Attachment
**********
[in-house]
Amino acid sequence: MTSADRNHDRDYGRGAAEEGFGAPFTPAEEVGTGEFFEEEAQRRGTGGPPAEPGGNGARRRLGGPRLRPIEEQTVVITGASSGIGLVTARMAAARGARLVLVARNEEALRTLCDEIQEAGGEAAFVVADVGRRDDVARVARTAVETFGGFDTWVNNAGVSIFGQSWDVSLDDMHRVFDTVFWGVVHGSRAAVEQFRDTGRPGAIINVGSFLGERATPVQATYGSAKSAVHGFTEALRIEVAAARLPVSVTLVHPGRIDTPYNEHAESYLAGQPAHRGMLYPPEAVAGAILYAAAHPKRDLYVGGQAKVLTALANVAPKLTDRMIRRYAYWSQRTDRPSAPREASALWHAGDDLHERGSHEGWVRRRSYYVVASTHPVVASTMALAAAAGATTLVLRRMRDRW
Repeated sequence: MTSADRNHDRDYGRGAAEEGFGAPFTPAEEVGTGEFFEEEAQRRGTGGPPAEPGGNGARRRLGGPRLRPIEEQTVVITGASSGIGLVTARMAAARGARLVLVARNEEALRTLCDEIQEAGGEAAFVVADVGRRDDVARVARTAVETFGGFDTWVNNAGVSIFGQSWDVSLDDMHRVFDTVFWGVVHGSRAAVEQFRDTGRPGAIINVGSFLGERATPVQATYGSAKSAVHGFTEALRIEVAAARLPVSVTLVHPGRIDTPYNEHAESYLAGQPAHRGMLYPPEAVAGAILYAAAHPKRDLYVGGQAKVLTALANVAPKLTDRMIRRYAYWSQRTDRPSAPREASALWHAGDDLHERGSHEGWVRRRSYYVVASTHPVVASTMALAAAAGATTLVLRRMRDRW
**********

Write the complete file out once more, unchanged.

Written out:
[in-house]
Amino acid sequence: MTSADRNHDRDYGRGAAEEGFGAPFTPAEEVGTGEFFEEEAQRRGTGGPPAEPGGNGARRRLGGPRLRPIEEQTVVITGASSGIGLVTARMAAARGARLVLVARNEEALRTLCDEIQEAGGEAAFVVADVGRRDDVARVARTAVETFGGFDTWVNNAGVSIFGQSWDVSLDDMHRVFDTVFWGVVHGSRAAVEQFRDTGRPGAIINVGSFLGERATPVQATYGSAKSAVHGFTEALRIEVAAARLPVSVTLVHPGRIDTPYNEHAESYLAGQPAHRGMLYPPEAVAGAILYAAAHPKRDLYVGGQAKVLTALANVAPKLTDRMIRRYAYWSQRTDRPSAPREASALWHAGDDLHERGSHEGWVRRRSYYVVASTHPVVASTMALAAAAGATTLVLRRMRDRW
Repeated sequence: MTSADRNHDRDYGRGAAEEGFGAPFTPAEEVGTGEFFEEEAQRRGTGGPPAEPGGNGARRRLGGPRLRPIEEQTVVITGASSGIGLVTARMAAARGARLVLVARNEEALRTLCDEIQEAGGEAAFVVADVGRRDDVARVARTAVETFGGFDTWVNNAGVSIFGQSWDVSLDDMHRVFDTVFWGVVHGSRAAVEQFRDTGRPGAIINVGSFLGERATPVQATYGSAKSAVHGFTEALRIEVAAARLPVSVTLVHPGRIDTPYNEHAESYLAGQPAHRGMLYPPEAVAGAILYAAAHPKRDLYVGGQAKVLTALANVAPKLTDRMIRRYAYWSQRTDRPSAPREASALWHAGDDLHERGSHEGWVRRRSYYVVASTHPVVASTMALAAAAGATTLVLRRMRDRW